Toxic factors and genetic defects such as those seen in the leukodystrophies and Pelizaeus Merzbacher disease can also cause dysmyelination or demyelina-tion. Exposure to free radical donors such as superoxide (O;T) or nitric oxide (NO), to free radical generating systems such as catecholamines, heat shock, and irradiation, and to agents that increase intracellular calcium concentrations, such as calcium ionophores, kainite, and myelin basic protein, has also been shown to kill oligodendrocytes.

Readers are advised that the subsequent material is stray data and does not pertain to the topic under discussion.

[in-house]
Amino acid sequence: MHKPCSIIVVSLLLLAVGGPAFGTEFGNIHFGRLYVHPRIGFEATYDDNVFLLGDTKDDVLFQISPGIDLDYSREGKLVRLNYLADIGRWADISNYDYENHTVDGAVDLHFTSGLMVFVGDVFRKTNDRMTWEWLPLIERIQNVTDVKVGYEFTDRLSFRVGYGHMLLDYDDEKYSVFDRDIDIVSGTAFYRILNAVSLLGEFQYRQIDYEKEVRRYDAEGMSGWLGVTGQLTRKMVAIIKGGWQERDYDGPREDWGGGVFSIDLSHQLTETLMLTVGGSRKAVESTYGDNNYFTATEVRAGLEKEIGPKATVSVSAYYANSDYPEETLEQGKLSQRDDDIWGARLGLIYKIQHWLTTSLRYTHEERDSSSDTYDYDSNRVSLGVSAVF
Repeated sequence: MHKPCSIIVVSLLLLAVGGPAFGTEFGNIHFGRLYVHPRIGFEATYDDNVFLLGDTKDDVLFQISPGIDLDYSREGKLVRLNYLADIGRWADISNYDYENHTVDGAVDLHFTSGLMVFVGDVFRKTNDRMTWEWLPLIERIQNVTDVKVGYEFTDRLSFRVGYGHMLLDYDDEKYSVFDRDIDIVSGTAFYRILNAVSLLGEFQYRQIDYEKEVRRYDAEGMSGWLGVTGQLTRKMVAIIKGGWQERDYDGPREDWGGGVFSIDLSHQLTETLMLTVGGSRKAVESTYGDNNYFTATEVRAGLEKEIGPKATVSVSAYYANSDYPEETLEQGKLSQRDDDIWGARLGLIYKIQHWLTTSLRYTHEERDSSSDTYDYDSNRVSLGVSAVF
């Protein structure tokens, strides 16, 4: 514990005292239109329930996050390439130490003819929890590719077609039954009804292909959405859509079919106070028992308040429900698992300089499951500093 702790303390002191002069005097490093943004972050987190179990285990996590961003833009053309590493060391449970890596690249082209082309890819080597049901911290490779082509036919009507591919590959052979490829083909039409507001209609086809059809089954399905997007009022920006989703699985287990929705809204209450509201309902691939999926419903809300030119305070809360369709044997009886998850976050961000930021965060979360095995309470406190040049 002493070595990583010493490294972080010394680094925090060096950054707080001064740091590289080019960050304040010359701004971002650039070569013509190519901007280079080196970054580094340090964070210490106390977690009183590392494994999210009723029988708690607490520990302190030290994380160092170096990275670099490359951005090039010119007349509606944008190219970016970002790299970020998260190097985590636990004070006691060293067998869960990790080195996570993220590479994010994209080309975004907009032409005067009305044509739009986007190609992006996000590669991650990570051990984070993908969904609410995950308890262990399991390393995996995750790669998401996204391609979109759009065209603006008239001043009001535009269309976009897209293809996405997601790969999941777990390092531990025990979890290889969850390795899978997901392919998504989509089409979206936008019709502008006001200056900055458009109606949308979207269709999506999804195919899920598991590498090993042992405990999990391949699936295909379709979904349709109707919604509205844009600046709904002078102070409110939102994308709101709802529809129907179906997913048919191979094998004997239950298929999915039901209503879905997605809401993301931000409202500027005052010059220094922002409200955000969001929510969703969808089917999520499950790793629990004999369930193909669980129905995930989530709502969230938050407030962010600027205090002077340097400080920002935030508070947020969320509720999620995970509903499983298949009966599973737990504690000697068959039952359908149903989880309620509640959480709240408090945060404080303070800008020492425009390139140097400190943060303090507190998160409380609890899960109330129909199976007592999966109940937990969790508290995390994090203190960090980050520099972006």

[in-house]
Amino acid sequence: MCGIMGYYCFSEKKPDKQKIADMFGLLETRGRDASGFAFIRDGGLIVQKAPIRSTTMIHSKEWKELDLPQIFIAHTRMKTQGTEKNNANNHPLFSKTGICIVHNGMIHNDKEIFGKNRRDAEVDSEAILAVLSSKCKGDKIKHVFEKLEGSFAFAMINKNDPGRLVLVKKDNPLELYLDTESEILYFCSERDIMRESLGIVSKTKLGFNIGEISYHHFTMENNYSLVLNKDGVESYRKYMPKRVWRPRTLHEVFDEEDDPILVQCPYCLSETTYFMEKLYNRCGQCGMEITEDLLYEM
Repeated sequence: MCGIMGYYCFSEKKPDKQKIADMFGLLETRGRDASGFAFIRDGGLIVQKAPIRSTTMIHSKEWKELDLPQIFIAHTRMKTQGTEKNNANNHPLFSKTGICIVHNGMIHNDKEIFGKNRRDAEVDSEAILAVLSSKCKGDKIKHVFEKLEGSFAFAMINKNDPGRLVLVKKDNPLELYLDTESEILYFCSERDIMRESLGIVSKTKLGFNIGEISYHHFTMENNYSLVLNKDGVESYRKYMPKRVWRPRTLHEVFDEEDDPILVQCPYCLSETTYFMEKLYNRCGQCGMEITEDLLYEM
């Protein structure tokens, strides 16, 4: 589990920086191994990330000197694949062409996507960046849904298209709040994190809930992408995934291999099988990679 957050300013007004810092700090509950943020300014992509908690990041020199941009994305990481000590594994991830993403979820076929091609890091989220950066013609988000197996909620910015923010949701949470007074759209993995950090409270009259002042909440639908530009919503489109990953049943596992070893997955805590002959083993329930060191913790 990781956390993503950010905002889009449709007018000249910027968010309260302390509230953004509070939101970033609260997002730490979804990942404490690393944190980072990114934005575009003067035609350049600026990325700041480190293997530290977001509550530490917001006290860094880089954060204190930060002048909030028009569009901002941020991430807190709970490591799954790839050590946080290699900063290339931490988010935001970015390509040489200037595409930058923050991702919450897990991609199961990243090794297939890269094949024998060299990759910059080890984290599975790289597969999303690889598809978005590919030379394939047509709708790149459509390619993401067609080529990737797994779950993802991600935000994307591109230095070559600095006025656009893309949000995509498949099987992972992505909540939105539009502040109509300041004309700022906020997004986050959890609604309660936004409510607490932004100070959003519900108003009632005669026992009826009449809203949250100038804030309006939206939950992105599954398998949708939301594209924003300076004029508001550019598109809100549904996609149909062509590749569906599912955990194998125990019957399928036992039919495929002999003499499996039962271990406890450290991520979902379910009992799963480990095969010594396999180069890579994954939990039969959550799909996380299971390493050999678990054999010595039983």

A small percentage of all gliomas, approximately 5%, are oligodendroglial in lineage. These relatively avascular oligodendrogliomas initially form in the white matter and grow into the gray matter as they progress. The tumors can be grouped into two categories: the low-grade, less aggressive oligodendro-gliomas or the more aggressive, anaplastic oligoden-drogliomas. As a rule, a tumor in the low-grade category tends to be a pure oligodendroglioma, whereas the anaplastic tumors are a mixture of astrocytomas and oligodendrogliomas, also known as oligoastrocytomas. Although oligodendrogliomas are seen mainly in adults, they can also occur infrequently in children. Treatment strategies for oligodendrogliomas include surgical removal, radiation therapy, and chemotherapy.